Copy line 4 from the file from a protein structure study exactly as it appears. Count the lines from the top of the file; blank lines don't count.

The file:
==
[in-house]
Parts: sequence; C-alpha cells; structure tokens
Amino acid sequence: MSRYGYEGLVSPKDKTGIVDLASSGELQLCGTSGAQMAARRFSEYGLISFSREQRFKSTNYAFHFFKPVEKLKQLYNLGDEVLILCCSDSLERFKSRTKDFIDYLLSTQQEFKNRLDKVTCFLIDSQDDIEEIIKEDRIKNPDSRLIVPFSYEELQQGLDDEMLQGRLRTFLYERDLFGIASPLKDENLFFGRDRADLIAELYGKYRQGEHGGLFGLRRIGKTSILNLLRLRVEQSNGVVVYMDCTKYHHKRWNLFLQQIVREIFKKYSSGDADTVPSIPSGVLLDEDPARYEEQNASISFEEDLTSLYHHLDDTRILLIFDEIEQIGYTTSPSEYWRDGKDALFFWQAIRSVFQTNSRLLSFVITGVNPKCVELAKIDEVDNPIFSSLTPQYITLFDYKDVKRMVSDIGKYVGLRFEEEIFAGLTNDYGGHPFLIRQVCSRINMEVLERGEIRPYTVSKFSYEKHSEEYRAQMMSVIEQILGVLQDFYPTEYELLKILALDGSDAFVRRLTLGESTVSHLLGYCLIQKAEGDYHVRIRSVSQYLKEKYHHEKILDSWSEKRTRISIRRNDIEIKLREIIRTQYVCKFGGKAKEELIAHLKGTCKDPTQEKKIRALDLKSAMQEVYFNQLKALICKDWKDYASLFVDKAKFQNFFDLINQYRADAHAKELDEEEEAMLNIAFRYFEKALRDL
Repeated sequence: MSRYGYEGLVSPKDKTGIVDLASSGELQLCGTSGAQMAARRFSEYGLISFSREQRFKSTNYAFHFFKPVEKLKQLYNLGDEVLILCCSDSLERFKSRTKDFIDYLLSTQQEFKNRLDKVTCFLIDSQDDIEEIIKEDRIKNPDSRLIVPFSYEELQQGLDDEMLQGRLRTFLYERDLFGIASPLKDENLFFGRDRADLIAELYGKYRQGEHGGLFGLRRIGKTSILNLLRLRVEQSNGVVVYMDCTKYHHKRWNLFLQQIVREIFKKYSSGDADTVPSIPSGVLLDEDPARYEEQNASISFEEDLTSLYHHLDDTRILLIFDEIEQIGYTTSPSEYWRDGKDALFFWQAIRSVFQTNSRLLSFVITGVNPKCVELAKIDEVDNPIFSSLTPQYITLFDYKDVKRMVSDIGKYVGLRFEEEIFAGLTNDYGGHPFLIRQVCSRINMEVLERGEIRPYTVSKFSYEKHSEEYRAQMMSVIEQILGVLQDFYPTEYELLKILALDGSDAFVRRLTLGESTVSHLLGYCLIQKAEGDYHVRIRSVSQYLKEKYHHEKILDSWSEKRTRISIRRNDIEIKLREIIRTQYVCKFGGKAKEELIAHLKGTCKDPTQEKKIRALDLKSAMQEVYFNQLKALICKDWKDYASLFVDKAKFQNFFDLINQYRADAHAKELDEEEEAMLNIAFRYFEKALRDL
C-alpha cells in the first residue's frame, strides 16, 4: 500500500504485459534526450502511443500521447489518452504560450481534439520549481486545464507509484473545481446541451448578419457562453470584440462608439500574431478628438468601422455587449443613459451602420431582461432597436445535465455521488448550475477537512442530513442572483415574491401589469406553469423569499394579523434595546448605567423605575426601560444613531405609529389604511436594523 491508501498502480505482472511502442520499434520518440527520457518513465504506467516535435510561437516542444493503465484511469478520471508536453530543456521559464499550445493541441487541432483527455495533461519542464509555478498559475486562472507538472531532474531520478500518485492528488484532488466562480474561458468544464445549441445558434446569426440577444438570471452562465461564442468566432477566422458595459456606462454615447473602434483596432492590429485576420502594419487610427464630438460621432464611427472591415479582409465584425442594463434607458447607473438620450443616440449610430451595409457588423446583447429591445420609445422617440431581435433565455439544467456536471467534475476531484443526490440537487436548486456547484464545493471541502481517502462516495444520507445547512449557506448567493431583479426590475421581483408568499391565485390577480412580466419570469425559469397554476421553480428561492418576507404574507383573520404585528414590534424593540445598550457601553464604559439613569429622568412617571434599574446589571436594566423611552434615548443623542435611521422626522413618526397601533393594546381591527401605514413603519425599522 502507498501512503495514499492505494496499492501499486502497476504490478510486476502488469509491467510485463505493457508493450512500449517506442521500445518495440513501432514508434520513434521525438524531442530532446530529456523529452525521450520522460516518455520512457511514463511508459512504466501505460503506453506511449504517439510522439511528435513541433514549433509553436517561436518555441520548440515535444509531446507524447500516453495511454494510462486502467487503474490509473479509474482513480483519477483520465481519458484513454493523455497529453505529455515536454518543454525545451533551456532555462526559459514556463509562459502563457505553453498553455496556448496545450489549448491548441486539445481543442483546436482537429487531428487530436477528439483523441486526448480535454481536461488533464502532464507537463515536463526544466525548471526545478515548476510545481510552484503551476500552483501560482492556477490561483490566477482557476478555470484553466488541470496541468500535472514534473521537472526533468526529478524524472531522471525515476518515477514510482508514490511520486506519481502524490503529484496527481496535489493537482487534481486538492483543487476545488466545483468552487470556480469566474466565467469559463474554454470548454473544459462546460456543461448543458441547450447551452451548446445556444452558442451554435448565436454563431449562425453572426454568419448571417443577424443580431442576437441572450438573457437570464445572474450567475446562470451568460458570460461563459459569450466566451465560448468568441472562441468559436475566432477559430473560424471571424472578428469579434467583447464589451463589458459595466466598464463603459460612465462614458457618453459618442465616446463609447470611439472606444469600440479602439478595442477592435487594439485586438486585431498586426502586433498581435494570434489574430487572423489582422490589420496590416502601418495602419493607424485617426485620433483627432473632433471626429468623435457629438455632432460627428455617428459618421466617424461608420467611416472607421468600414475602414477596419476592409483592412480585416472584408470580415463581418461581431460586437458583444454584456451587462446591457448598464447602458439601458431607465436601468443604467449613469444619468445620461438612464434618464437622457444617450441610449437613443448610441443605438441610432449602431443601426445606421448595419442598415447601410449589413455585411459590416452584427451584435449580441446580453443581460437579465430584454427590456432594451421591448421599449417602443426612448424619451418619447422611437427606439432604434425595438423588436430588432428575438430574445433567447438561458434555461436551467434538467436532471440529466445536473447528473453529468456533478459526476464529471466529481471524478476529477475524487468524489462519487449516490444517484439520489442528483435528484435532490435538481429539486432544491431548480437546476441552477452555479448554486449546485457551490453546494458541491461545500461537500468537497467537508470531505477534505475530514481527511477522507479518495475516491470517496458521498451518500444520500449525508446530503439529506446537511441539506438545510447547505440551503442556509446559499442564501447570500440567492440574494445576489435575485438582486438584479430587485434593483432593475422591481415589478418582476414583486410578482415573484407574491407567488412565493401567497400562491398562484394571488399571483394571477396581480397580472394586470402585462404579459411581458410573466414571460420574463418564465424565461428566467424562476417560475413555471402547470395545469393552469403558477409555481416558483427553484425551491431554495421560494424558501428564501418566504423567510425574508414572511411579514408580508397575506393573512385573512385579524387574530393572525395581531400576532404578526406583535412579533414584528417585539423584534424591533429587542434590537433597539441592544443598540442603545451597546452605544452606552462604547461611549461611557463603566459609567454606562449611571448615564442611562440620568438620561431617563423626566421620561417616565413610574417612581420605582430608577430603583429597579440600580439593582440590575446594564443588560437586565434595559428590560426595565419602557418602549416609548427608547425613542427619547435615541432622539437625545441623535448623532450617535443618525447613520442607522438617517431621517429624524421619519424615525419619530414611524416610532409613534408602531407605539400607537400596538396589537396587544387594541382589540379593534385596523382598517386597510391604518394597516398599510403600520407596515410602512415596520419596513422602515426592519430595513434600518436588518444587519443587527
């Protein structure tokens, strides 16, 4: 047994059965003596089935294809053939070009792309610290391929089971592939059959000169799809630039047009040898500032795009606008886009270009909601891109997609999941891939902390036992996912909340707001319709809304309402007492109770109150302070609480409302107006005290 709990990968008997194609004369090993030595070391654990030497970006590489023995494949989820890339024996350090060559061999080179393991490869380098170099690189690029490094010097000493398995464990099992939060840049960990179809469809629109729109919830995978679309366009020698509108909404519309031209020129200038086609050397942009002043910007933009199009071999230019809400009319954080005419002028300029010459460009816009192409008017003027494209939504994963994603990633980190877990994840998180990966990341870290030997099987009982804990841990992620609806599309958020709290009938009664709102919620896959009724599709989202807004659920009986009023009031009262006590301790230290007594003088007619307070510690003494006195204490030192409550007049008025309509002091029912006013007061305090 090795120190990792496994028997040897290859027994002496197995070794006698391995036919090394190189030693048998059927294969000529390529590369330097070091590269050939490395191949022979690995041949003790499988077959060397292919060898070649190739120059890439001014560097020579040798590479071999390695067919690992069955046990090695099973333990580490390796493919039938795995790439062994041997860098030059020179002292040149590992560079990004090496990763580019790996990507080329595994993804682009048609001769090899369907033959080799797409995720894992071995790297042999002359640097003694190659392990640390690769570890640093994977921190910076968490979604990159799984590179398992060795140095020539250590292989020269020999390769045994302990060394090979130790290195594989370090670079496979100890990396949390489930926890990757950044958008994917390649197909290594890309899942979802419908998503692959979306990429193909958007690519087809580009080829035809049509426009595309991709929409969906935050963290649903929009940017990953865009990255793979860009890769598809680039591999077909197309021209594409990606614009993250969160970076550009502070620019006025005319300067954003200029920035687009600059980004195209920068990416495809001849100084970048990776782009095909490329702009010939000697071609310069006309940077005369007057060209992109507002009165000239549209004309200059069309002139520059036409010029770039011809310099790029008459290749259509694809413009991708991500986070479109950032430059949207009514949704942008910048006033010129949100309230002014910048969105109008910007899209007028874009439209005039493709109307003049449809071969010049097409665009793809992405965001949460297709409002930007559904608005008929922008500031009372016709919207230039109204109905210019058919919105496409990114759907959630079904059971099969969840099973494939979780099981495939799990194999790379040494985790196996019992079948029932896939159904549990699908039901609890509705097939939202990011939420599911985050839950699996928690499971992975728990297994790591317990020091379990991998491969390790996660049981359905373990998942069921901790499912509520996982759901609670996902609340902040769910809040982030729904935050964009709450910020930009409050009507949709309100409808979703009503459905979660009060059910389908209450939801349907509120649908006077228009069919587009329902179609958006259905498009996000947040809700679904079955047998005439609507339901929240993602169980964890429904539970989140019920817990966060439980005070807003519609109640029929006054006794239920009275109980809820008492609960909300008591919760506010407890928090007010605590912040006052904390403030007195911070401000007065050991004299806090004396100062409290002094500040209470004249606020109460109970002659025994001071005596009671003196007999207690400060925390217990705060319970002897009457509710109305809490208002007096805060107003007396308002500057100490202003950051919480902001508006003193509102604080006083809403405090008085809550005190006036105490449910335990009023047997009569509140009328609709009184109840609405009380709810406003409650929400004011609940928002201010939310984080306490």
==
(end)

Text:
Repeated sequence: MSRYGYEGLVSPKDKTGIVDLASSGELQLCGTSGAQMAARRFSEYGLISFSREQRFKSTNYAFHFFKPVEKLKQLYNLGDEVLILCCSDSLERFKSRTKDFIDYLLSTQQEFKNRLDKVTCFLIDSQDDIEEIIKEDRIKNPDSRLIVPFSYEELQQGLDDEMLQGRLRTFLYERDLFGIASPLKDENLFFGRDRADLIAELYGKYRQGEHGGLFGLRRIGKTSILNLLRLRVEQSNGVVVYMDCTKYHHKRWNLFLQQIVREIFKKYSSGDADTVPSIPSGVLLDEDPARYEEQNASISFEEDLTSLYHHLDDTRILLIFDEIEQIGYTTSPSEYWRDGKDALFFWQAIRSVFQTNSRLLSFVITGVNPKCVELAKIDEVDNPIFSSLTPQYITLFDYKDVKRMVSDIGKYVGLRFEEEIFAGLTNDYGGHPFLIRQVCSRINMEVLERGEIRPYTVSKFSYEKHSEEYRAQMMSVIEQILGVLQDFYPTEYELLKILALDGSDAFVRRLTLGESTVSHLLGYCLIQKAEGDYHVRIRSVSQYLKEKYHHEKILDSWSEKRTRISIRRNDIEIKLREIIRTQYVCKFGGKAKEELIAHLKGTCKDPTQEKKIRALDLKSAMQEVYFNQLKALICKDWKDYASLFVDKAKFQNFFDLINQYRADAHAKELDEEEEAMLNIAFRYFEKALRDL